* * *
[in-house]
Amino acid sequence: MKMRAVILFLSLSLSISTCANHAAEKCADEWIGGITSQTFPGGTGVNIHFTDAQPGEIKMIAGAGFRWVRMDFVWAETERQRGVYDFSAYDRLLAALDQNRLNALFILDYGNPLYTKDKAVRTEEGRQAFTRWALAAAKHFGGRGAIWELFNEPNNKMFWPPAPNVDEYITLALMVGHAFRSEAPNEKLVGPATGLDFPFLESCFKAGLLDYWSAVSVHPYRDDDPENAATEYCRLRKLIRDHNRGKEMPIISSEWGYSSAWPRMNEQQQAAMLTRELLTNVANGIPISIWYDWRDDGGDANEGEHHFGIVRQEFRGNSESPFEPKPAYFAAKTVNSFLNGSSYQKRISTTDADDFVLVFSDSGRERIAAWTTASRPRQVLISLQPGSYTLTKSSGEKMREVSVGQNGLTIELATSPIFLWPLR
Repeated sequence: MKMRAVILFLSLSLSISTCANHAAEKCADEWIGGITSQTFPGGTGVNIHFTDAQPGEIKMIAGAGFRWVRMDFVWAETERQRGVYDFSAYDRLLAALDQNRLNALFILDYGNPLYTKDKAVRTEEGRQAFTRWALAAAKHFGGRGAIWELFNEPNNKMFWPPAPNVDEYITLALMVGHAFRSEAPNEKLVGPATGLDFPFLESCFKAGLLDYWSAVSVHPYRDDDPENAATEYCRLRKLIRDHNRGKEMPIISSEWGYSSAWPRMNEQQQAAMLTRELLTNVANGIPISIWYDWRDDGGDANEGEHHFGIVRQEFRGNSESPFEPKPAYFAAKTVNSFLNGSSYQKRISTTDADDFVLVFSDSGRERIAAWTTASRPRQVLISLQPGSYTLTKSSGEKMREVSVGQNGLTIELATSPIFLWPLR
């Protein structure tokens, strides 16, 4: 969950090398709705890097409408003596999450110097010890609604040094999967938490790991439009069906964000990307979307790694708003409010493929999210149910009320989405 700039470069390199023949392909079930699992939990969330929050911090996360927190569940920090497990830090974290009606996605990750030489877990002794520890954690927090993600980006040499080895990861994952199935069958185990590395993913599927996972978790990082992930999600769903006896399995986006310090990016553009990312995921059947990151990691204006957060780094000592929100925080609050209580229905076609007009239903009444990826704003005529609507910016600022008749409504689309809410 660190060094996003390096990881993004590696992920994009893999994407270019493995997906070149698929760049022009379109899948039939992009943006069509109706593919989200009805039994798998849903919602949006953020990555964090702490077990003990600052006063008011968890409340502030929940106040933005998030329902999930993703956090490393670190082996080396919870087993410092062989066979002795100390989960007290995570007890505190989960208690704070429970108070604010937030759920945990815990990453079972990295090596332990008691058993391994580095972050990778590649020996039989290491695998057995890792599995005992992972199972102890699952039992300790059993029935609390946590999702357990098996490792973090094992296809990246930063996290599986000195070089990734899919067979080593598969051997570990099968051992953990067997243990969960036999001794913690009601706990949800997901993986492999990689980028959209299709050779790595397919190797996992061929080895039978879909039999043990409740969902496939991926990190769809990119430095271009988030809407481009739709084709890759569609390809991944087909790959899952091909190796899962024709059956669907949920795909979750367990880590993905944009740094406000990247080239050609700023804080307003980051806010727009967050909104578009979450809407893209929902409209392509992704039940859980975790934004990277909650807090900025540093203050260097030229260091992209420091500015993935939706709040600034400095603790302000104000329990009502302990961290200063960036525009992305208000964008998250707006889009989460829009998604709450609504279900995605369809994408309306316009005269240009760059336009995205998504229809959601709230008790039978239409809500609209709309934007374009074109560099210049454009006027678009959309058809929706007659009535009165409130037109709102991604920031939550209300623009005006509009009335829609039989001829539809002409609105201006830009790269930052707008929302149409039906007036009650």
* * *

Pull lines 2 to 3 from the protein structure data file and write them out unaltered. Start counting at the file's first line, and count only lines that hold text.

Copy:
Amino acid sequence: MKMRAVILFLSLSLSISTCANHAAEKCADEWIGGITSQTFPGGTGVNIHFTDAQPGEIKMIAGAGFRWVRMDFVWAETERQRGVYDFSAYDRLLAALDQNRLNALFILDYGNPLYTKDKAVRTEEGRQAFTRWALAAAKHFGGRGAIWELFNEPNNKMFWPPAPNVDEYITLALMVGHAFRSEAPNEKLVGPATGLDFPFLESCFKAGLLDYWSAVSVHPYRDDDPENAATEYCRLRKLIRDHNRGKEMPIISSEWGYSSAWPRMNEQQQAAMLTRELLTNVANGIPISIWYDWRDDGGDANEGEHHFGIVRQEFRGNSESPFEPKPAYFAAKTVNSFLNGSSYQKRISTTDADDFVLVFSDSGRERIAAWTTASRPRQVLISLQPGSYTLTKSSGEKMREVSVGQNGLTIELATSPIFLWPLR
Repeated sequence: MKMRAVILFLSLSLSISTCANHAAEKCADEWIGGITSQTFPGGTGVNIHFTDAQPGEIKMIAGAGFRWVRMDFVWAETERQRGVYDFSAYDRLLAALDQNRLNALFILDYGNPLYTKDKAVRTEEGRQAFTRWALAAAKHFGGRGAIWELFNEPNNKMFWPPAPNVDEYITLALMVGHAFRSEAPNEKLVGPATGLDFPFLESCFKAGLLDYWSAVSVHPYRDDDPENAATEYCRLRKLIRDHNRGKEMPIISSEWGYSSAWPRMNEQQQAAMLTRELLTNVANGIPISIWYDWRDDGGDANEGEHHFGIVRQEFRGNSESPFEPKPAYFAAKTVNSFLNGSSYQKRISTTDADDFVLVFSDSGRERIAAWTTASRPRQVLISLQPGSYTLTKSSGEKMREVSVGQNGLTIELATSPIFLWPLR